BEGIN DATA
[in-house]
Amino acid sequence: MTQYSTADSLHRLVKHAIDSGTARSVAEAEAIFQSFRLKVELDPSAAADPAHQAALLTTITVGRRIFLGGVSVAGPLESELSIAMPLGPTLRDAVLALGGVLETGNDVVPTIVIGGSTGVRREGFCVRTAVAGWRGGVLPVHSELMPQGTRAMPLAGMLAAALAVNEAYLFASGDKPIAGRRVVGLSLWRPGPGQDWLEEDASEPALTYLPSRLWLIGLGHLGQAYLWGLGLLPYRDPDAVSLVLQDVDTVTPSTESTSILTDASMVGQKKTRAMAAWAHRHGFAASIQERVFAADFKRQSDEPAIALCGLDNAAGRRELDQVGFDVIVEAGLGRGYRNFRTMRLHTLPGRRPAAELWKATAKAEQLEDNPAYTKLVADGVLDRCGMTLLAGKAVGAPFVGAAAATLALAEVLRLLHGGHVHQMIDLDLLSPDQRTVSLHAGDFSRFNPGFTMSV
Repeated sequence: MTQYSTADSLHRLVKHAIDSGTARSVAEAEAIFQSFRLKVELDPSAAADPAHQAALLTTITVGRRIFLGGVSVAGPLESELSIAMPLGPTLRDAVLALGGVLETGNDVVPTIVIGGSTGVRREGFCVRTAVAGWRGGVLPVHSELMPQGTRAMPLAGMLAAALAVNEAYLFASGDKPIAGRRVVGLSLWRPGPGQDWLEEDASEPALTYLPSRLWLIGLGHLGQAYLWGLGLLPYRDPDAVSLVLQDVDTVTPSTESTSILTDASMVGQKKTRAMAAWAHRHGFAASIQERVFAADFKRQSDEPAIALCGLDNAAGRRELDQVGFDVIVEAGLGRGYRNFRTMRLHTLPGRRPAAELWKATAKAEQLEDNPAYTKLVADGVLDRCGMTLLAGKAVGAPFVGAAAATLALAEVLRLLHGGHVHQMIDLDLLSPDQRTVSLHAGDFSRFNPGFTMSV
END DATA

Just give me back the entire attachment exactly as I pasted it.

[in-house]
Amino acid sequence: MTQYSTADSLHRLVKHAIDSGTARSVAEAEAIFQSFRLKVELDPSAAADPAHQAALLTTITVGRRIFLGGVSVAGPLESELSIAMPLGPTLRDAVLALGGVLETGNDVVPTIVIGGSTGVRREGFCVRTAVAGWRGGVLPVHSELMPQGTRAMPLAGMLAAALAVNEAYLFASGDKPIAGRRVVGLSLWRPGPGQDWLEEDASEPALTYLPSRLWLIGLGHLGQAYLWGLGLLPYRDPDAVSLVLQDVDTVTPSTESTSILTDASMVGQKKTRAMAAWAHRHGFAASIQERVFAADFKRQSDEPAIALCGLDNAAGRRELDQVGFDVIVEAGLGRGYRNFRTMRLHTLPGRRPAAELWKATAKAEQLEDNPAYTKLVADGVLDRCGMTLLAGKAVGAPFVGAAAATLALAEVLRLLHGGHVHQMIDLDLLSPDQRTVSLHAGDFSRFNPGFTMSV
Repeated sequence: MTQYSTADSLHRLVKHAIDSGTARSVAEAEAIFQSFRLKVELDPSAAADPAHQAALLTTITVGRRIFLGGVSVAGPLESELSIAMPLGPTLRDAVLALGGVLETGNDVVPTIVIGGSTGVRREGFCVRTAVAGWRGGVLPVHSELMPQGTRAMPLAGMLAAALAVNEAYLFASGDKPIAGRRVVGLSLWRPGPGQDWLEEDASEPALTYLPSRLWLIGLGHLGQAYLWGLGLLPYRDPDAVSLVLQDVDTVTPSTESTSILTDASMVGQKKTRAMAAWAHRHGFAASIQERVFAADFKRQSDEPAIALCGLDNAAGRRELDQVGFDVIVEAGLGRGYRNFRTMRLHTLPGRRPAAELWKATAKAEQLEDNPAYTKLVADGVLDRCGMTLLAGKAVGAPFVGAAAATLALAEVLRLLHGGHVHQMIDLDLLSPDQRTVSLHAGDFSRFNPGFTMSV